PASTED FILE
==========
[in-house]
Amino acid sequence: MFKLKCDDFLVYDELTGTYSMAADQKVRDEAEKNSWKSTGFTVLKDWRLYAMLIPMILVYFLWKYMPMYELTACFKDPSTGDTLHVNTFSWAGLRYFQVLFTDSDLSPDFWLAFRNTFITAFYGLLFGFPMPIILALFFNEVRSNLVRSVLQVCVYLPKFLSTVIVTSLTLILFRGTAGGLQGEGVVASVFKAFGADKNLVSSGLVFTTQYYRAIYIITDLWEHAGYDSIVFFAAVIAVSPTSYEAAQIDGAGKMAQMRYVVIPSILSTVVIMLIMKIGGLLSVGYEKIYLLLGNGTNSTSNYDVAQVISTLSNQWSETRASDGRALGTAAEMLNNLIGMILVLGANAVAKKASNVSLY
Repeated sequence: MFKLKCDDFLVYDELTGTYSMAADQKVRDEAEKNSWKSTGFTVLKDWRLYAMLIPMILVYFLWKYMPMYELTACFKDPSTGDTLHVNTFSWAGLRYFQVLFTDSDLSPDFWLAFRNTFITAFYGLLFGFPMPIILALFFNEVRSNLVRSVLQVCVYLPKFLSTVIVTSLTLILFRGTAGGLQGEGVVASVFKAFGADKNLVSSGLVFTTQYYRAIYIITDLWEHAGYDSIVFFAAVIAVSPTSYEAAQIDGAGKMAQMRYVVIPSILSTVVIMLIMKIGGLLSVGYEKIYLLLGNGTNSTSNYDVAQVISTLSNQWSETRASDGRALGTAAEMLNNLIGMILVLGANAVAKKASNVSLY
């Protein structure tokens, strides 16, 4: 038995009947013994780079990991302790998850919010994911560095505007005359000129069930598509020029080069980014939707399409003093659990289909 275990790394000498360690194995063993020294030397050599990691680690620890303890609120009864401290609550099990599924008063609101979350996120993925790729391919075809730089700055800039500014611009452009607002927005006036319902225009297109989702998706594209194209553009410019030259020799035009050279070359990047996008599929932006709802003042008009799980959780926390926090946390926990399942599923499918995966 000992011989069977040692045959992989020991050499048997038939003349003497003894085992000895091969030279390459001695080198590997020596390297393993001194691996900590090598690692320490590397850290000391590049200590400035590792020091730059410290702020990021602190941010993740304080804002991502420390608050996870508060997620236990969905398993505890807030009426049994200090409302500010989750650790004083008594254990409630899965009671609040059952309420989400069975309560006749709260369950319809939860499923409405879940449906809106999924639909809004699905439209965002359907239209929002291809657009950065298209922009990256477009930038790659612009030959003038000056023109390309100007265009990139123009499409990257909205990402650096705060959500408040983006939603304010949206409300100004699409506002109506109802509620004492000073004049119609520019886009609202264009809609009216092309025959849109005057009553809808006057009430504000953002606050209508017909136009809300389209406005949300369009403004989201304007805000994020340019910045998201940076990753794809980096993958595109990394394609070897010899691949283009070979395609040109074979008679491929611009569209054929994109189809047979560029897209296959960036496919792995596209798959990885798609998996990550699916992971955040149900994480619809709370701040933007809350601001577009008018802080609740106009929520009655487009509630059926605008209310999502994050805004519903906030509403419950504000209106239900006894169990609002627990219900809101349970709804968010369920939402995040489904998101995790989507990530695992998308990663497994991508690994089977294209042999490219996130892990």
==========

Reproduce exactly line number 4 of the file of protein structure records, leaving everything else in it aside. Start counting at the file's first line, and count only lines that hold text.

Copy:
């Protein structure tokens, strides 16, 4: 038995009947013994780079990991302790998850919010994911560095505007005359000129069930598509020029080069980014939707399409003093659990289909 275990790394000498360690194995063993020294030397050599990691680690620890303890609120009864401290609550099990599924008063609101979350996120993925790729391919075809730089700055800039500014611009452009607002927005006036319902225009297109989702998706594209194209553009410019030259020799035009050279070359990047996008599929932006709802003042008009799980959780926390926090946390926990399942599923499918995966 000992011989069977040692045959992989020991050499048997038939003349003497003894085992000895091969030279390459001695080198590997020596390297393993001194691996900590090598690692320490590397850290000391590049200590400035590792020091730059410290702020990021602190941010993740304080804002991502420390608050996870508060997620236990969905398993505890807030009426049994200090409302500010989750650790004083008594254990409630899965009671609040059952309420989400069975309560006749709260369950319809939860499923409405879940449906809106999924639909809004699905439209965002359907239209929002291809657009950065298209922009990256477009930038790659612009030959003038000056023109390309100007265009990139123009499409990257909205990402650096705060959500408040983006939603304010949206409300100004699409506002109506109802509620004492000073004049119609520019886009609202264009809609009216092309025959849109005057009553809808006057009430504000953002606050209508017909136009809300389209406005949300369009403004989201304007805000994020340019910045998201940076990753794809980096993958595109990394394609070897010899691949283009070979395609040109074979008679491929611009569209054929994109189809047979560029897209296959960036496919792995596209798959990885798609998996990550699916992971955040149900994480619809709370701040933007809350601001577009008018802080609740106009929520009655487009509630059926605008209310999502994050805004519903906030509403419950504000209106239900006894169990609002627990219900809101349970709804968010369920939402995040489904998101995790989507990530695992998308990663497994991508690994089977294209042999490219996130892990």